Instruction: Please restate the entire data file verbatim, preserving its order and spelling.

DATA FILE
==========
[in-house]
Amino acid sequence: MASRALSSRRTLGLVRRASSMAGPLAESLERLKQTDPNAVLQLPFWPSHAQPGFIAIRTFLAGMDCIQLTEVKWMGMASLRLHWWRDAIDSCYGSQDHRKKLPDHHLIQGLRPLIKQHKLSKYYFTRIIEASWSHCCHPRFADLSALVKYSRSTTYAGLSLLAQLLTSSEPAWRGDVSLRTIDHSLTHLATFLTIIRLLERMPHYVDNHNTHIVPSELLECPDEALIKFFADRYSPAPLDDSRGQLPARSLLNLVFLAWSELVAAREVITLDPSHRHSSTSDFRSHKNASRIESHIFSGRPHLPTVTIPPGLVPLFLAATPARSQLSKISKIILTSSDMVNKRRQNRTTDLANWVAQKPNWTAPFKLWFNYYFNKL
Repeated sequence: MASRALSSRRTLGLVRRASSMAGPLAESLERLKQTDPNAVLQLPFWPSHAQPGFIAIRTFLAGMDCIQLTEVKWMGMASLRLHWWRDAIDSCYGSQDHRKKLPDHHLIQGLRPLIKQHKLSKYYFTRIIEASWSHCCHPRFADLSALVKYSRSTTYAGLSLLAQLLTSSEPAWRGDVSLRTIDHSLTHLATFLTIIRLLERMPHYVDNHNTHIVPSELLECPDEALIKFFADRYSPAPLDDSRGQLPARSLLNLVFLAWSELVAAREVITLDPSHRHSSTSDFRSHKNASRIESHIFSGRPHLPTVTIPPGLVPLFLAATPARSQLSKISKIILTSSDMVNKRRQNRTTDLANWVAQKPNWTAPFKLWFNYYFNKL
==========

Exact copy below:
[in-house]
Amino acid sequence: MASRALSSRRTLGLVRRASSMAGPLAESLERLKQTDPNAVLQLPFWPSHAQPGFIAIRTFLAGMDCIQLTEVKWMGMASLRLHWWRDAIDSCYGSQDHRKKLPDHHLIQGLRPLIKQHKLSKYYFTRIIEASWSHCCHPRFADLSALVKYSRSTTYAGLSLLAQLLTSSEPAWRGDVSLRTIDHSLTHLATFLTIIRLLERMPHYVDNHNTHIVPSELLECPDEALIKFFADRYSPAPLDDSRGQLPARSLLNLVFLAWSELVAAREVITLDPSHRHSSTSDFRSHKNASRIESHIFSGRPHLPTVTIPPGLVPLFLAATPARSQLSKISKIILTSSDMVNKRRQNRTTDLANWVAQKPNWTAPFKLWFNYYFNKL
Repeated sequence: MASRALSSRRTLGLVRRASSMAGPLAESLERLKQTDPNAVLQLPFWPSHAQPGFIAIRTFLAGMDCIQLTEVKWMGMASLRLHWWRDAIDSCYGSQDHRKKLPDHHLIQGLRPLIKQHKLSKYYFTRIIEASWSHCCHPRFADLSALVKYSRSTTYAGLSLLAQLLTSSEPAWRGDVSLRTIDHSLTHLATFLTIIRLLERMPHYVDNHNTHIVPSELLECPDEALIKFFADRYSPAPLDDSRGQLPARSLLNLVFLAWSELVAAREVITLDPSHRHSSTSDFRSHKNASRIESHIFSGRPHLPTVTIPPGLVPLFLAATPARSQLSKISKIILTSSDMVNKRRQNRTTDLANWVAQKPNWTAPFKLWFNYYFNKL